The speed you travel depends on the length of the zipline, your weight, and the wind. The guide waiting takes all things into consideration in deciding when to pull the brake. Our guide was skillful and my landings were soft and painless.

Fynbos Hillside

In heavy wind during the second or third slide, I missed a signal to tighten my hold on the cable and slow down. I’m still not sure what happened, but suddenly the cable stopped and I was hanging in the middle of the slide looking down at the valley below –yikes. The guide zipped out to meet me and ferried us both back to the other side. Scary as that sounds, it really wasn’t – maybe more so for the guide. Focusing on signals is challenging when you’re moving fast.

Tiny Bird Sculpture Last Zip Platform

Euphoria

Ziplining time passed quickly and at the end, it seemed like a dream. The hike to the vehicle pickup point brought us back to reality. It was an unforgettable experience that I hope to repeat! My zipline video is attached – minus the screams

Elgin Panorama – Visit Winelands

I’ve booked a four-day, three-night slackpacking hike in July on the Blue Mountain Trail. The trail is 31 miles long and “winds through wilderness, forests, fruit and wine farms, and lush fynbos fields”.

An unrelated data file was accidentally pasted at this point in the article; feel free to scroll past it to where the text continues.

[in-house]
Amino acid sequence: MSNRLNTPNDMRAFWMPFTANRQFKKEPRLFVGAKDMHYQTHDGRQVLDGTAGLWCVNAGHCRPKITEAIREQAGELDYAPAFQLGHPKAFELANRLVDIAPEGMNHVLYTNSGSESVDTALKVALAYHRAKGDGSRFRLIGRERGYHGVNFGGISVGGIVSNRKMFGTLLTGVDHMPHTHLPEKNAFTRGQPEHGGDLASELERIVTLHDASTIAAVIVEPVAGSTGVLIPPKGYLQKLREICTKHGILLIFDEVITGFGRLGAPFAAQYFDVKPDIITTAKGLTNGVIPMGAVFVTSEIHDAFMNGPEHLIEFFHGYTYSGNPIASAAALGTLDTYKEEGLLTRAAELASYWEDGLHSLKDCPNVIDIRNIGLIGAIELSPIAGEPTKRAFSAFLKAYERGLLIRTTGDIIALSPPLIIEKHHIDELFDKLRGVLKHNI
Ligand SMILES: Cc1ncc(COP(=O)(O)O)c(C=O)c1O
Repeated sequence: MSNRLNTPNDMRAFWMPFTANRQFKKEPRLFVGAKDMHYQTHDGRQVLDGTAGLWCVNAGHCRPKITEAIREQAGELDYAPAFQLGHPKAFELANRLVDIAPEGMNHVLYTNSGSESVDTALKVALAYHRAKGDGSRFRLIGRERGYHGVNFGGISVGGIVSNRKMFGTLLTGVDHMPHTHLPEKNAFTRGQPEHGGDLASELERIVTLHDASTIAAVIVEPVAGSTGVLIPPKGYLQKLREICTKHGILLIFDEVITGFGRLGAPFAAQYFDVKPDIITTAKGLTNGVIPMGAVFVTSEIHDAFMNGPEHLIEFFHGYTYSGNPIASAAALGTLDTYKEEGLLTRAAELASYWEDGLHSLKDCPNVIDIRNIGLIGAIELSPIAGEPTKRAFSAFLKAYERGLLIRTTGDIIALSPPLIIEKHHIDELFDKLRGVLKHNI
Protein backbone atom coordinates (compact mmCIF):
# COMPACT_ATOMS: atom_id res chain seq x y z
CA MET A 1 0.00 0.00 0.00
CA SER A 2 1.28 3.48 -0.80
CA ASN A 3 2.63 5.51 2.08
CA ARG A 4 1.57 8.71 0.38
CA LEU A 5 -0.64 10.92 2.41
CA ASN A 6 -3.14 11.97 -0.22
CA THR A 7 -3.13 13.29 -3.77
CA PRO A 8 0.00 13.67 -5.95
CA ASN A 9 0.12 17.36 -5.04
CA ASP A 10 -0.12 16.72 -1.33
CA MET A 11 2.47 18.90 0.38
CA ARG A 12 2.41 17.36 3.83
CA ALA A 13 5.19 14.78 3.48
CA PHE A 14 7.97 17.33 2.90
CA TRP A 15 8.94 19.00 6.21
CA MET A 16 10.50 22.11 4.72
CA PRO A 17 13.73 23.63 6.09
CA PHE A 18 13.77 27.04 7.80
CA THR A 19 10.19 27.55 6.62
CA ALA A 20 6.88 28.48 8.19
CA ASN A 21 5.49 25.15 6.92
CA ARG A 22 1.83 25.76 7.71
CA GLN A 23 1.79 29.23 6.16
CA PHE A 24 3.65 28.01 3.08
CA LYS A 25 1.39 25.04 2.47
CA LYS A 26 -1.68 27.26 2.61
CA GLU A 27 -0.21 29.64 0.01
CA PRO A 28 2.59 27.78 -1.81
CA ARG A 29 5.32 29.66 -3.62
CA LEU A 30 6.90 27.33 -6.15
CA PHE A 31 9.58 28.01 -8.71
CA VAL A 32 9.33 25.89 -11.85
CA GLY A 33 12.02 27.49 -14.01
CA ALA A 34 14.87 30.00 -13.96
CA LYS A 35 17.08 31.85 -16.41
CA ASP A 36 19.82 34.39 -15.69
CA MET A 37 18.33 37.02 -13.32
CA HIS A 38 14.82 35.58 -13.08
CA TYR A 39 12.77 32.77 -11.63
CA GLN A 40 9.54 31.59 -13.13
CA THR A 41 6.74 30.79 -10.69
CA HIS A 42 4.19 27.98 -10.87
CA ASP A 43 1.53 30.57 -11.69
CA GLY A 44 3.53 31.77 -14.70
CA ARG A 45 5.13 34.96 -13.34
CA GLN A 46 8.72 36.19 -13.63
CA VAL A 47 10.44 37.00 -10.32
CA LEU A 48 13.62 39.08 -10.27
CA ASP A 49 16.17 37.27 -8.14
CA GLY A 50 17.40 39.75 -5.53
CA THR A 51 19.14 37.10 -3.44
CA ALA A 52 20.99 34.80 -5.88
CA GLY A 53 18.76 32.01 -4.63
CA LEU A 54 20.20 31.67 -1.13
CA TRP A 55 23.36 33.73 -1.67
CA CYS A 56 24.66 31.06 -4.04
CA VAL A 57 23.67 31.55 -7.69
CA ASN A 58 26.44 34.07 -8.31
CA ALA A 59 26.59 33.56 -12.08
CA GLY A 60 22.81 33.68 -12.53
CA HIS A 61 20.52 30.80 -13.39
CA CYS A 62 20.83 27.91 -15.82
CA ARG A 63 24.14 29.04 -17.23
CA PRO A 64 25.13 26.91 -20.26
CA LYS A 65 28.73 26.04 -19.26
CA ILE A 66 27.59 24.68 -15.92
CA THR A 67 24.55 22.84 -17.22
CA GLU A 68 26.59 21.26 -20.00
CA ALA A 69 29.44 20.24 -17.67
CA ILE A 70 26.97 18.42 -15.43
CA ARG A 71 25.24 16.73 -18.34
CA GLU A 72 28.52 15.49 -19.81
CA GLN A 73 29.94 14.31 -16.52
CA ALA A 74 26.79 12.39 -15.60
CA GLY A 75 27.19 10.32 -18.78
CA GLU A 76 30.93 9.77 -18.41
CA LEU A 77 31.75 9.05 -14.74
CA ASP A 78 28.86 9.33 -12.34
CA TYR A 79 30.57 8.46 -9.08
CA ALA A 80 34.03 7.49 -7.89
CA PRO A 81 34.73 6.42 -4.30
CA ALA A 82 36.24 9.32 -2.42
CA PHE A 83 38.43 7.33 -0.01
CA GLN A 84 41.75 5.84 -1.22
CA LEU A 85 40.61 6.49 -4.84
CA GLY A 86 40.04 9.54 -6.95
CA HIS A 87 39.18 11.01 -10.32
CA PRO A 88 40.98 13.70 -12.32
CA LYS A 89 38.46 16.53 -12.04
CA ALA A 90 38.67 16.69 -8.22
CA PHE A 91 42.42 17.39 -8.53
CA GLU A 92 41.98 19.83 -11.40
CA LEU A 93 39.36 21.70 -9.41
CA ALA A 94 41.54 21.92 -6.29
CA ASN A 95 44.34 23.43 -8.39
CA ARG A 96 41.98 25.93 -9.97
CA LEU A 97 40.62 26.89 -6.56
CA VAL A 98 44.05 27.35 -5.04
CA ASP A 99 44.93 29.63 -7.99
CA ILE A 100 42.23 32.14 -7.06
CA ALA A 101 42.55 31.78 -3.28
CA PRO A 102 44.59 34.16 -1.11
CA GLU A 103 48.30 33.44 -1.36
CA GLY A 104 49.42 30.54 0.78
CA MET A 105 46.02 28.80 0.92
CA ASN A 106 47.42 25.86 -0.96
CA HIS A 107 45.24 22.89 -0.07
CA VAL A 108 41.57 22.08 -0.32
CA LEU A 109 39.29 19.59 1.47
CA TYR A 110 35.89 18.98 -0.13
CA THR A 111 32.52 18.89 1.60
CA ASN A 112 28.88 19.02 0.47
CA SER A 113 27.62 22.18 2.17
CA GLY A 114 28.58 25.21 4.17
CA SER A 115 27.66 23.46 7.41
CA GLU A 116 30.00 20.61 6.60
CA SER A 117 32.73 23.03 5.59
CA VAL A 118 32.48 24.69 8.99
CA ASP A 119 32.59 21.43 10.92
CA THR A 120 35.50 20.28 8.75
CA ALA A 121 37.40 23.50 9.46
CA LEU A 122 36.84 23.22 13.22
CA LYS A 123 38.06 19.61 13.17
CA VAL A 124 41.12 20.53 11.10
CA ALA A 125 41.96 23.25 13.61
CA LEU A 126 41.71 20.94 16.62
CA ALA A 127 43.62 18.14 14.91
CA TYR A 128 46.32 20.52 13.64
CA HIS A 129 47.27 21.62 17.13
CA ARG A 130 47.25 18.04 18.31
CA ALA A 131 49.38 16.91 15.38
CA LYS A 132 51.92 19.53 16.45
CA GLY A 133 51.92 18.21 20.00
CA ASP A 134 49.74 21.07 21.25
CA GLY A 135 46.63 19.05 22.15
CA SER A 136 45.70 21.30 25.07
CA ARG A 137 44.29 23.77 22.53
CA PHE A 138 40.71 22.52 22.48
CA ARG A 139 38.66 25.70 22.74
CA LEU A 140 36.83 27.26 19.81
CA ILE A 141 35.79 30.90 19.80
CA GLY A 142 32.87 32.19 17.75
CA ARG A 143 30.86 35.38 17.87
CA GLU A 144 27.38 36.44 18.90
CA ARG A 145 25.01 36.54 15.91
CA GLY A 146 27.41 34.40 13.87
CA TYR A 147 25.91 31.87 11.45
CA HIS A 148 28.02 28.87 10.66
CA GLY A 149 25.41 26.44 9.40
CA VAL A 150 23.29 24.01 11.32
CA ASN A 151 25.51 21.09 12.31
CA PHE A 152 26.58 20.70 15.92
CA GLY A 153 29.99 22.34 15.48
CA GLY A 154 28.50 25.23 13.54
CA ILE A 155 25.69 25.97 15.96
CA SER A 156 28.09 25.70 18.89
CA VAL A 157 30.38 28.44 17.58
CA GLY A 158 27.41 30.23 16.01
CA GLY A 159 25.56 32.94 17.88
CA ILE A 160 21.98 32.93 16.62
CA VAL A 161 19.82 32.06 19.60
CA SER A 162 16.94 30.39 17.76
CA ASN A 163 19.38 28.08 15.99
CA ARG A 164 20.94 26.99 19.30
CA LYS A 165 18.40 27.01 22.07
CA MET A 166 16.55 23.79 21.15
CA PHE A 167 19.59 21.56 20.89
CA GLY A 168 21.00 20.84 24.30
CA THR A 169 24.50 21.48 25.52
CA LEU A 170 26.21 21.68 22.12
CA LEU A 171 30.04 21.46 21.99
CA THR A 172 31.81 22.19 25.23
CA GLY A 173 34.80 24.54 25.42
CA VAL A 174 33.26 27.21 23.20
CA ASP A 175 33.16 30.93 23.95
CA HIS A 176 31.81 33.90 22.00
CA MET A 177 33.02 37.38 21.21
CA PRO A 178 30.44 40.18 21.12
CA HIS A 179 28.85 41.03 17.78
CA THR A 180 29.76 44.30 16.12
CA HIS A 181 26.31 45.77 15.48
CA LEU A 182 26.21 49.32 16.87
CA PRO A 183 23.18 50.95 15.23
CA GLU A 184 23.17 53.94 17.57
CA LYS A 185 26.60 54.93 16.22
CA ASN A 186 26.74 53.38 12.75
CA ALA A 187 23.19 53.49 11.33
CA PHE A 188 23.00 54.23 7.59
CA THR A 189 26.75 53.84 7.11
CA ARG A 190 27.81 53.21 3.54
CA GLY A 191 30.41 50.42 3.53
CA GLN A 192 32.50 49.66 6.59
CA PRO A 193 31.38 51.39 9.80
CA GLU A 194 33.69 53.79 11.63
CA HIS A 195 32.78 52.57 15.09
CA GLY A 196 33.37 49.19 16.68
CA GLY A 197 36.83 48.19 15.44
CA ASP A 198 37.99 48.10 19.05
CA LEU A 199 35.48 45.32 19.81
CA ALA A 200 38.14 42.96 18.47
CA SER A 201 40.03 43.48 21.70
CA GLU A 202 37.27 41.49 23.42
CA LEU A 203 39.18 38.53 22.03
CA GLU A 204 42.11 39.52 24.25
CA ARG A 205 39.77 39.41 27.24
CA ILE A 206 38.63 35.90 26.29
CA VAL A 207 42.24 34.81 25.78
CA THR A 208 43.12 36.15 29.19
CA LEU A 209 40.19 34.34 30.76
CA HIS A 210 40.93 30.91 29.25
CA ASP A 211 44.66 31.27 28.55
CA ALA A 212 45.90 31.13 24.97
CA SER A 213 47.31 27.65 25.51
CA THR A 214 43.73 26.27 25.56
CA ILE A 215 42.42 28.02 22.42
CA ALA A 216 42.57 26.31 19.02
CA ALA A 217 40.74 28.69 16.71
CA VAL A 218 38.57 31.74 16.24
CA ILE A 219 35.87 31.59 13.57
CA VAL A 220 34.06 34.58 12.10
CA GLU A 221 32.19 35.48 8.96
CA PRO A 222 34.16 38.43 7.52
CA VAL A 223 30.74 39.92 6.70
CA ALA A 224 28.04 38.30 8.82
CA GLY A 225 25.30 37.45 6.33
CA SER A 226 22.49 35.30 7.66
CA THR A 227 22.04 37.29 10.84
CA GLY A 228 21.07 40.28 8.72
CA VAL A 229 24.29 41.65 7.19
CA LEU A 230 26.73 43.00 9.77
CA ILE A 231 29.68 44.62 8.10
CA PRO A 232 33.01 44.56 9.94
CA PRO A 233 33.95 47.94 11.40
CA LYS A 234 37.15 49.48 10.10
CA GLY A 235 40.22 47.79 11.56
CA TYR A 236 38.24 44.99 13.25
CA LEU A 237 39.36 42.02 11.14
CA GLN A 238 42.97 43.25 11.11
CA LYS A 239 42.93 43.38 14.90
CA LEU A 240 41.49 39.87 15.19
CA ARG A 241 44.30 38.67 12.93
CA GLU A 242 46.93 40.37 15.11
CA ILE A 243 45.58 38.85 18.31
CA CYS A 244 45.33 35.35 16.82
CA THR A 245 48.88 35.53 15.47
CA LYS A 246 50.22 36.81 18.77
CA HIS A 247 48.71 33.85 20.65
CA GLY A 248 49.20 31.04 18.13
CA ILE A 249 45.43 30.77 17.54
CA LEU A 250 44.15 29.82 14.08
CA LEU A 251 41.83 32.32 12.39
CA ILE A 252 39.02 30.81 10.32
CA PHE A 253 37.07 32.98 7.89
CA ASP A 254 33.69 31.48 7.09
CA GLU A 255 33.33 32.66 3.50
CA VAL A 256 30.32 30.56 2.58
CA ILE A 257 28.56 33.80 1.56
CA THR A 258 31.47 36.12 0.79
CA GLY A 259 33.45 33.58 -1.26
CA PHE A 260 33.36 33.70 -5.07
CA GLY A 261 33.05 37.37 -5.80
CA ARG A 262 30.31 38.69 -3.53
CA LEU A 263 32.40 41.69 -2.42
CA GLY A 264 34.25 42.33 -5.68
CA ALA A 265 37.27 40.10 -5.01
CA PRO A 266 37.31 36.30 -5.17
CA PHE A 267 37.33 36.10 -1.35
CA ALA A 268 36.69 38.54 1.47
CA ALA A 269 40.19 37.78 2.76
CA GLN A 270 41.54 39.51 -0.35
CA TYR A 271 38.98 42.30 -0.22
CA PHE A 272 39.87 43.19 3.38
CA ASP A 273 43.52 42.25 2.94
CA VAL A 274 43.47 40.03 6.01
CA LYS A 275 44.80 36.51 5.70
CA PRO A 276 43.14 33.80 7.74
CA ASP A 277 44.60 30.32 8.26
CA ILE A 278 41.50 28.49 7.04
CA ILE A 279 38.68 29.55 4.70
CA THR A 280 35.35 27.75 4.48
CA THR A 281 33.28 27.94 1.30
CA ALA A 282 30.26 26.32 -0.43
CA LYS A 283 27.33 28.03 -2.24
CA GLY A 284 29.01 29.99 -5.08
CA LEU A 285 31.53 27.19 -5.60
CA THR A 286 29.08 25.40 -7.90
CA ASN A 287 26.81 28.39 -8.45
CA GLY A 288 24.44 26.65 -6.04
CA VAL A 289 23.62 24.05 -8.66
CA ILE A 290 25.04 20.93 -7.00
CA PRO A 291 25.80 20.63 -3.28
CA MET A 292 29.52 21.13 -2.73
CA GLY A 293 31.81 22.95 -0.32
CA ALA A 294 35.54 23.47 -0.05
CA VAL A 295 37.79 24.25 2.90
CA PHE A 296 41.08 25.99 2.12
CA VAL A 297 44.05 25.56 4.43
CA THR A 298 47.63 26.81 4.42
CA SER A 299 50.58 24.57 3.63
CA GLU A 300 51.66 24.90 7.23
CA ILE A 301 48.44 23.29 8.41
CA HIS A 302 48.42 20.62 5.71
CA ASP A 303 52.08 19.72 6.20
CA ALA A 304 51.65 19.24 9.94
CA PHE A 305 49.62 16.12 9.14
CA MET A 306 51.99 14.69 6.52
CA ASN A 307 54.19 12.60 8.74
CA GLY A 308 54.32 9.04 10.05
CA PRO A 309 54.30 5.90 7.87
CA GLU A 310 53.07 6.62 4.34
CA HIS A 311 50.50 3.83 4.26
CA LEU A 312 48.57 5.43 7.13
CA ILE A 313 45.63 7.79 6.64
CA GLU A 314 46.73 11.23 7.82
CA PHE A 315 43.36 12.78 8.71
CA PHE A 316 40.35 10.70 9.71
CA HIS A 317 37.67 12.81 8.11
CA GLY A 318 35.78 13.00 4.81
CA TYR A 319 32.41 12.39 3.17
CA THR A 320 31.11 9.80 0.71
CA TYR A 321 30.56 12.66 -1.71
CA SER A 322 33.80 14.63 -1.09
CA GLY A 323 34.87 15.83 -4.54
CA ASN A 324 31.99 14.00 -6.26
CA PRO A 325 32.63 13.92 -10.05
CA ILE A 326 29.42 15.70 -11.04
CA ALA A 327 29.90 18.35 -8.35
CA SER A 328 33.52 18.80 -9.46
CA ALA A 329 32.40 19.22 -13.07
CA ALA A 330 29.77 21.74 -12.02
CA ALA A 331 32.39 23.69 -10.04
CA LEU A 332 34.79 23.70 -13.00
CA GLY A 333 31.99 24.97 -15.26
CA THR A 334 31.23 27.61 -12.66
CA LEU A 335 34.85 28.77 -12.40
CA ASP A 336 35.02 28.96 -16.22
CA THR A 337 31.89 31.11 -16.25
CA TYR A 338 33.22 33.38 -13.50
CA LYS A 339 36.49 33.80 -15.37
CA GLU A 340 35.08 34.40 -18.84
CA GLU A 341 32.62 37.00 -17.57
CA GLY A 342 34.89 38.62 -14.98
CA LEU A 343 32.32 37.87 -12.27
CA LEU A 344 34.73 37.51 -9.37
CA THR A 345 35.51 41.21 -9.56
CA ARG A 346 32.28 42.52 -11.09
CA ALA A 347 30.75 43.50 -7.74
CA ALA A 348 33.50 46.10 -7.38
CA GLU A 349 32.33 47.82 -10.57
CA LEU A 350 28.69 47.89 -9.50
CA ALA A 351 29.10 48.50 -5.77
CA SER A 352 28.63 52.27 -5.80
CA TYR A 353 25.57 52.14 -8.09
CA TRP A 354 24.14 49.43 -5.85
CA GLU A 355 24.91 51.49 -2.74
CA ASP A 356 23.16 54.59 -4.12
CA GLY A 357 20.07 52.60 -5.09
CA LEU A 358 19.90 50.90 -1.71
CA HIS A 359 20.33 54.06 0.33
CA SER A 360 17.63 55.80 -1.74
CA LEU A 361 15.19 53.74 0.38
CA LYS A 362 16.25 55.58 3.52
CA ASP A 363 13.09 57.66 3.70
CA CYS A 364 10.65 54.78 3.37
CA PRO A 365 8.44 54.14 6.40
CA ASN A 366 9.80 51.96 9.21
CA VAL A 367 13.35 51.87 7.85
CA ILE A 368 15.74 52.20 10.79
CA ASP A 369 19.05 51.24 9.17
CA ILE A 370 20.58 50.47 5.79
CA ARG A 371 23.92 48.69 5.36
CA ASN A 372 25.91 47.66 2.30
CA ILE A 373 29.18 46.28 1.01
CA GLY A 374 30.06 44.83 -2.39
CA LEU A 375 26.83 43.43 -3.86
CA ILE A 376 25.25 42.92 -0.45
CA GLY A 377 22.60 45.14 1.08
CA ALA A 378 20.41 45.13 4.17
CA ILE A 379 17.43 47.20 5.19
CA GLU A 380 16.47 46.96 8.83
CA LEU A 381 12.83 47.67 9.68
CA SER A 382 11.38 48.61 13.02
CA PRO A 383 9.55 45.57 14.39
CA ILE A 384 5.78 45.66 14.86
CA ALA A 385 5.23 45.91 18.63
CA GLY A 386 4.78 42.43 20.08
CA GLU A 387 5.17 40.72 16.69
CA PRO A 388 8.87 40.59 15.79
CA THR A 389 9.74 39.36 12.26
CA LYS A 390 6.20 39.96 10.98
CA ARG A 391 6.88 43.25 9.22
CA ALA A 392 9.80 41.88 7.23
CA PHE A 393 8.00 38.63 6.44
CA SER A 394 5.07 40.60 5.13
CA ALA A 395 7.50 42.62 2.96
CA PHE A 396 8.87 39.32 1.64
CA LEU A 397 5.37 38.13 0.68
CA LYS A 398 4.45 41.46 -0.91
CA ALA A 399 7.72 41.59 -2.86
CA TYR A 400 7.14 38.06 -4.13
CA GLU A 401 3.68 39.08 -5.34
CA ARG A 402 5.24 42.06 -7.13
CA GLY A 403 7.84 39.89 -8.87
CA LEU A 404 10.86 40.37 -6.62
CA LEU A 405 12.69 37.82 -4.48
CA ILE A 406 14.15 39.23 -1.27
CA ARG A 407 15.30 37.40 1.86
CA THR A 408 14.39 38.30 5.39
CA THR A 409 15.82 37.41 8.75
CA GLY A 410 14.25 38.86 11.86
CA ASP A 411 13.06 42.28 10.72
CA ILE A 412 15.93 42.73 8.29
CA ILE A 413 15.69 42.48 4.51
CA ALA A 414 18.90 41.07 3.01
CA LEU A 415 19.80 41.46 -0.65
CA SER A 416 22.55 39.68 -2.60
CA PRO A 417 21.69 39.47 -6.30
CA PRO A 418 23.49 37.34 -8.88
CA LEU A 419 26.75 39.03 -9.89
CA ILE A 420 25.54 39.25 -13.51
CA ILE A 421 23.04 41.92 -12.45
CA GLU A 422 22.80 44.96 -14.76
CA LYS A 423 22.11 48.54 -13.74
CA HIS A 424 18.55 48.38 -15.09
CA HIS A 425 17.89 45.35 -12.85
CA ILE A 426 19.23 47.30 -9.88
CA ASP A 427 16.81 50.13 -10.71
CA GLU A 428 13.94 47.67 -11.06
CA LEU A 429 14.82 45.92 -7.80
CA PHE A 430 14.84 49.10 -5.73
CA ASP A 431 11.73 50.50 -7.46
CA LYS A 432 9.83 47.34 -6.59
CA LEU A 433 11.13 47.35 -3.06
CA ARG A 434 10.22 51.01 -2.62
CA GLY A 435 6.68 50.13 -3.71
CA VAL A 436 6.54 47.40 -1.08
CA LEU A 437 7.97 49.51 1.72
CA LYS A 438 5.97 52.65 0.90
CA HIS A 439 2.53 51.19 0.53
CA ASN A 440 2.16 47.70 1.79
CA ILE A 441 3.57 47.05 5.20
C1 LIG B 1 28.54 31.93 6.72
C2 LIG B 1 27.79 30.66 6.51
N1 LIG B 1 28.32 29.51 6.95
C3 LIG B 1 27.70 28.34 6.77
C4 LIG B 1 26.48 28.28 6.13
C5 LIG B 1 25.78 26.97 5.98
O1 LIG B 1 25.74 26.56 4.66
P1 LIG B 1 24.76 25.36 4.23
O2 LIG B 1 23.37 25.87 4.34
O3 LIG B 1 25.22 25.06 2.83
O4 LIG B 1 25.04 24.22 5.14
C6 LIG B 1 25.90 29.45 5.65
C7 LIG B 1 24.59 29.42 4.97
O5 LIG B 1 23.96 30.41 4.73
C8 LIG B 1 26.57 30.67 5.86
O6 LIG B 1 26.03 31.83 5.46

Elgin Basin Vineyard – Wade Bales Wine Society

The trail covers some of the same terrain we zipped over in Bot River and the Elgin Valley as well as areas of Kleinmond, Paardeberg, Kogelberg, and Palmiet. All are part of the Hottentots Holland Nature Reserve. I’m hiking most days in preparation, as it will be a tough three-day hike for me.

Hottentots Holland Landdroskop Road – CapeNature

Fernkloof Nature Reserve Hermanus South Africa

Maanskynbaai from Fernkloof

Fernkloof Reserve is one of nature’s bright gems, and it’s a short 15-minute drive away! I’ve hiked the waterfall trail and am learning other routes. Fernkloof trails are gentler than Table Mountain with spectacular views of Walker Bay, Hemel en Aarde Valley, and Maanskynbaai (Moonshine Bay)!

Erica Annectens

Cliff Hanger Heath

Mountain Pride Butterfly

Fernkloof has four “routes” – green, red, blue, and orange. I’m working up to the more challenging orange route and its inner and outer circuits.